- Connecting multiple town forest properties
Middlebury has six town forests, the two most popular being Chipman Hill and Battell Woods. Middlebury is interested in exploring the connectivity between these individual parcels to create regional recreation opportunities and a stronger connection to downtown. The goal of this planning effort is to address current conflicts among users, improve existing infrastructure, access, and user experience while protecting natural resources.
Middlebury (population 8,530) focused on three of its six town forest blocks: Battell Woods, Chipman Hill, and Means Woods. These three blocks are the most heavily used and are connected by the Trail Around Middlebury. The town is interested in further developing the connectivity between these individual parcels to create regional recreation opportunities and a stronger connection to downtown, all of which are within a mile of the village green.
Battell Woods is a 95-acre block with a 2.63-mile network of trails open to all non-motorized uses. It is very popular with mountain bikers. It is primarily an old hardwood forest.
Chipman Hill is a 132-acre block. It is very steep and was once the college ski hill. Today, it is a dense forest featuring roughly five miles of trails that are popular with hikers and mountain bikers (who also build and maintain the trails). It has multiple scenic vistas that are popular for picnics.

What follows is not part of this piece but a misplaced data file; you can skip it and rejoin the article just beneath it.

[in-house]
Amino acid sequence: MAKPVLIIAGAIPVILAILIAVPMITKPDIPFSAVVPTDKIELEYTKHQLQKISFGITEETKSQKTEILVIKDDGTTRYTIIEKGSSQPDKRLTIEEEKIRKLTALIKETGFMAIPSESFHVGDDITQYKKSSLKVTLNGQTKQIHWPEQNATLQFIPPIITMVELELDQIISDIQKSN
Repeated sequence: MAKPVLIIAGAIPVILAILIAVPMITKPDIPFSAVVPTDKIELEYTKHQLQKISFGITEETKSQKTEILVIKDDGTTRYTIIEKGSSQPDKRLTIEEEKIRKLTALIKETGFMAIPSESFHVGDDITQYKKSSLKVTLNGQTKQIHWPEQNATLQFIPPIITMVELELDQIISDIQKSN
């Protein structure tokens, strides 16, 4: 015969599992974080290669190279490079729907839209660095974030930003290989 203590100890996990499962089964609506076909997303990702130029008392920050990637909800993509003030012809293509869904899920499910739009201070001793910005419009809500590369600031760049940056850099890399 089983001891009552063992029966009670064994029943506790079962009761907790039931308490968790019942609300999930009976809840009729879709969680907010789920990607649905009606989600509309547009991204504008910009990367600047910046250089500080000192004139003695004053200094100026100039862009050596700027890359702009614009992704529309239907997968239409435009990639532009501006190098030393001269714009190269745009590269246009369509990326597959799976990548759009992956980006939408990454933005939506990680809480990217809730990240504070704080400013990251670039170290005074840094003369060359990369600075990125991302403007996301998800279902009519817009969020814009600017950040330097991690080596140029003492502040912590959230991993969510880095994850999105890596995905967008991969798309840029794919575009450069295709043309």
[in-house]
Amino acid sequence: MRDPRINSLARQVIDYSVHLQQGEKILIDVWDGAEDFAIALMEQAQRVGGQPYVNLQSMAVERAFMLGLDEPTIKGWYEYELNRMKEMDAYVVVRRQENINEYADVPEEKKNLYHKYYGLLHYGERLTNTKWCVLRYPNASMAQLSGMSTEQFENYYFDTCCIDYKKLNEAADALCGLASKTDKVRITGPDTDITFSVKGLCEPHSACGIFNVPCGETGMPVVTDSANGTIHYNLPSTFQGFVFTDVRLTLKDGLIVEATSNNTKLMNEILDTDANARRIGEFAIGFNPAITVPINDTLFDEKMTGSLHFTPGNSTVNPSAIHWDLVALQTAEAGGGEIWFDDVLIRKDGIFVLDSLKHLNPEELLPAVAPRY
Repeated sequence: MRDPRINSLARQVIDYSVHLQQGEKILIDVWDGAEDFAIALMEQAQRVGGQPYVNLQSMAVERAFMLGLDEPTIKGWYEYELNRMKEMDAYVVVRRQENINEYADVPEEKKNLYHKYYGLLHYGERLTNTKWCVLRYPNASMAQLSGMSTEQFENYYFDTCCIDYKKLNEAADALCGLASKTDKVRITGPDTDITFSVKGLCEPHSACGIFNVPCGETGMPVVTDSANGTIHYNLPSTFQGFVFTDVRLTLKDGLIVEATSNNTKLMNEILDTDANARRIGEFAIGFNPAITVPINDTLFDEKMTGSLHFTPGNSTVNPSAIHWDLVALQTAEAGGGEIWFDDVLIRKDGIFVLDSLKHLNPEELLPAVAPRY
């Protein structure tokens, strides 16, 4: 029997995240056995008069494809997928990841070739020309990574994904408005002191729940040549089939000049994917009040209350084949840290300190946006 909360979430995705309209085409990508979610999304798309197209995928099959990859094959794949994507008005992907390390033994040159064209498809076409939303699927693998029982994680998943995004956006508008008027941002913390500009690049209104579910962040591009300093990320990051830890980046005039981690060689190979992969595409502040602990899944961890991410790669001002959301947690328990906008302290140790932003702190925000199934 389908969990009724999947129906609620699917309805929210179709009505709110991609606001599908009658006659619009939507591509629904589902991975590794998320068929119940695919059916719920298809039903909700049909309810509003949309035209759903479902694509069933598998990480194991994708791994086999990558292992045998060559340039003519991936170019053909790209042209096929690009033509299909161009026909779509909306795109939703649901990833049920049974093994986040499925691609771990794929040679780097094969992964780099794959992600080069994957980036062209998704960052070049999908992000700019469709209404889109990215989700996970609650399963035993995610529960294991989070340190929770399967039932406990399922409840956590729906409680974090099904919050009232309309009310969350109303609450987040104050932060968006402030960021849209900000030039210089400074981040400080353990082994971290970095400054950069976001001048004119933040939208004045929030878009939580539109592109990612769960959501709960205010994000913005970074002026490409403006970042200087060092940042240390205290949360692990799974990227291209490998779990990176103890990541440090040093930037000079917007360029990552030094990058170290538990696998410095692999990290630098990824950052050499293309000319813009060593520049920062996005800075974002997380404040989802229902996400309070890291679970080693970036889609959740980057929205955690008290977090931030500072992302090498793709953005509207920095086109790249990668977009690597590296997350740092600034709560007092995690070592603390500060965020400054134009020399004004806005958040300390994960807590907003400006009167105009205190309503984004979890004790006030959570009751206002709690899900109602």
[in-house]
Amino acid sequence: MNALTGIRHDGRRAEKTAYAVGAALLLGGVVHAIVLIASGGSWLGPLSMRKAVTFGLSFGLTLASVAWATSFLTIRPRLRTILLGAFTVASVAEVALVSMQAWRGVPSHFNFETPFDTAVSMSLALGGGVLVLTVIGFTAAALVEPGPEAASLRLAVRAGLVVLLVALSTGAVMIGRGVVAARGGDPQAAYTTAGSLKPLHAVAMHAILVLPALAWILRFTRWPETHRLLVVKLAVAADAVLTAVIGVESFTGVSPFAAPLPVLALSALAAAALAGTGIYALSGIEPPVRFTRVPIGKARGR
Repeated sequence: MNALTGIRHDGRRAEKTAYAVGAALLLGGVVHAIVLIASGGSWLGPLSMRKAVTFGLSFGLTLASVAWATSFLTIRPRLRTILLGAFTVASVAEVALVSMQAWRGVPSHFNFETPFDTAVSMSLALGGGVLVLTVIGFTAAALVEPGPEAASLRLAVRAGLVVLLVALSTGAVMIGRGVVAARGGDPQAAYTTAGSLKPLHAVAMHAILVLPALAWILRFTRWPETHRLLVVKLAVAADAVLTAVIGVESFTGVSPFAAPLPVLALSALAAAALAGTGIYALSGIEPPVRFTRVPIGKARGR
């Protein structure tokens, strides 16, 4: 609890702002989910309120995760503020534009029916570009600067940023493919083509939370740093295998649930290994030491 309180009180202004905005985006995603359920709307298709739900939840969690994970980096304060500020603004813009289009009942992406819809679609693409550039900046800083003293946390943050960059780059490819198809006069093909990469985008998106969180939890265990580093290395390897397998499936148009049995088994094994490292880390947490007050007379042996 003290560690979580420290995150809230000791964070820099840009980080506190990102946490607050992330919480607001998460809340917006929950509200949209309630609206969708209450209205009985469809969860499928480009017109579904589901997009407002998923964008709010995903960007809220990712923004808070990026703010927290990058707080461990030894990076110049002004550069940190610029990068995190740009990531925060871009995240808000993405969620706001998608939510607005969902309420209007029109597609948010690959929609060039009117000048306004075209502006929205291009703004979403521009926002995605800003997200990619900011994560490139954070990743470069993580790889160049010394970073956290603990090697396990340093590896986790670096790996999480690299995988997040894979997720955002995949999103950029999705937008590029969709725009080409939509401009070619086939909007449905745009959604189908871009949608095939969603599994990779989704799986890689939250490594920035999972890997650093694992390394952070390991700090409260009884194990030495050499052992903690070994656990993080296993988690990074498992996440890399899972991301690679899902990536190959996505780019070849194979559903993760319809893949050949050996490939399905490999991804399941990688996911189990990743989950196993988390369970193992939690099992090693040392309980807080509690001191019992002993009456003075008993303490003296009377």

Means Woods is a 29.4-acre preserved woodland between Battell Woods and Chipman Hill that features a half-mile hiking trail. It adjoins Battell Woods and is separated by 1000 feet of private property from Chipman Hill.
Each forest block in the Middlebury Town Forest system is governed by a Board of Trustees. There is no specific management plan either for the parcels individually or the system as a whole, but the town has expressed interest in creating such a plan.
Battell Woods and Chipman Hill were bequeathed to the town in 1915 by the will in Joseph Battell. Both forest blocks are managed by the Battell Partnership Trust. Means Woods was donated in 1969, under a covenant that it is kept as a green space with its woodland character preserved in conjunction with Battell Woods and Chipman Hill. It is managed by the Means Woods Trustees.
The word trees below demonstrate what the community answered when they were asked what word or phrase best describes their existing or desired future experience with the town forest – the size of the word corresponds to the number of times it appeared in the responses.
Strategies to Implement Vision
As a result of the planning process, the town generated a robust action plan matrix. Action steps include:
- Existing trail assessment
- Formalize organizational and decision-making structure
- Signage and maps
- Management plans
- Access paths and connections
- Leverage partnerships
Words of Wisdom
“We view the creation of improved recreational opportunities in our town as a benefit not just to the Middlebury population but also as a highly effective way to attract outside users outside our community, thereby providing an important boost for our local economy.” Brian Carpenter, Selectboard Chair